Sam Barrett discusses how spending a little time going through an interview process may actually save you time in the long run
In the horticulture sector, we often take job candidates at face value but this can and does blow up in our faces. How many times have you taken on someone for a role for it to “not work out”? This happens often enough with my horticulture clients that I have noticed a pattern. There are often little or no interview structures in place for recruiting new talent into these businesses. Usually, the hiring process involves meeting someone for a chat, over coffee, and if you have a good feeling, you hire them. Unfortunately, there are plenty of people out there who are extremely skilled at informal interviews, can put up a good front and potentially mislead you.
SO HOW CAN WE IMPROVE?
One way to achieve a successful outcome from the hiring procedure is to have a standardised interview process when you are trying to recruit new talent for your business. However, this needs to be coupled with urgency, you don’t want the process to drag out so much that you will lose the person to your more decisive competitors. I recently undertook a LinkedIn poll that had over 6,500 views, and well over two thirds of respondents thought that an interview process with more than two stages was too much. With this in mind, let’s design an interview process for you and your business that will protect you from unreliable new employees and still make sure that you have speedy access to talent.
Keeping the above in consideration, creating a two stage process may be suitable. The first stage of the process takes place on the phone. This not only reduces the time invested
in screening candidates, but you can also tell how someone conducts themselves if approached by a stranger. They will likely not know why you are calling and if they are rude or cold at this point of the interview process, it may be wise to reconsider if you want them as part of your team.
The first stage or telephone screening should be general. You’re not looking to find out anything specific at this point. You’re trying to discover their story. Why are they looking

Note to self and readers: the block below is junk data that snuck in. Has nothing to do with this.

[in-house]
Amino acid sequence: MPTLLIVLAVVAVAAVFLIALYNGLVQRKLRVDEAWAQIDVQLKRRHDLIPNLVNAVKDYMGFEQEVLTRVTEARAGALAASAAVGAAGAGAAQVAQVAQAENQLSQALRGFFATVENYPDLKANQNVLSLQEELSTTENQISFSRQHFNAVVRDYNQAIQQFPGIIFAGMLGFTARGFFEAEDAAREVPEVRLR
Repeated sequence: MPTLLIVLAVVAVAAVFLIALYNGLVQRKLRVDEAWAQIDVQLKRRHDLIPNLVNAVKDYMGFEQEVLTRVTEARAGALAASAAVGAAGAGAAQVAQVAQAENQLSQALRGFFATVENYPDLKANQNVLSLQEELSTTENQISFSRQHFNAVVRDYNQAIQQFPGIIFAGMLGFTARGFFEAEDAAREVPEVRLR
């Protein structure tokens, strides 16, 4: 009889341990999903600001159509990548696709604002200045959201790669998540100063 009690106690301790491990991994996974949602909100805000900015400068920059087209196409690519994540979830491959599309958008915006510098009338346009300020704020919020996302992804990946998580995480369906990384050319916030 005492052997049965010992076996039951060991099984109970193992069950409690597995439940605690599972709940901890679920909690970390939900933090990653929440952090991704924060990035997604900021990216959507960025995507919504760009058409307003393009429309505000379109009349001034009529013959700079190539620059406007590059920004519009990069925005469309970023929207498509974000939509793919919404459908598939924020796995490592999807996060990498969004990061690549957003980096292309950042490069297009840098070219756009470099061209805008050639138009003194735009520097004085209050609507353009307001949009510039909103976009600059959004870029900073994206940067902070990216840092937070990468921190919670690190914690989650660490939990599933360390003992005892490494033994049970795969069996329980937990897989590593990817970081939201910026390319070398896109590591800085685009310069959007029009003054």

to move from their job? What are they looking for in their new job? What is their experience? These open questions are excellent starting points for you to begin with. I recommend refraining from talking about salaries or terms at this point. You may scare away talent that you would pay top money for if you quote a figure lower than the candidate is ideally looking for. If you are pressed for a number, it is a good idea
to say something along the lines of, “I am looking for the best candidate for this job and I will pay the appropriate salary for that person. What are you looking for yourself?” This will help you know the salary expectations of your candidates and negotiation can happen thereafter, as appropriate.
FACE TO FACE INTERVIEW
You are now at the second and final stage of your interview process. It is important to communicate this to your candidates so that they know where they are in the process, particularly since holding interviews in the sector are not commonplace right now. This will let your candidates know that you are not trying to waste their time. It is at this point that you should consider bringing your candidates onsite. This can be onto a site on which you are actively working or it could be where your office is located. There are benefits to both. Onsite, your candidates can meet other potential team mates they could be working with, and this can help them become more enthusiastic about the opportunity. An office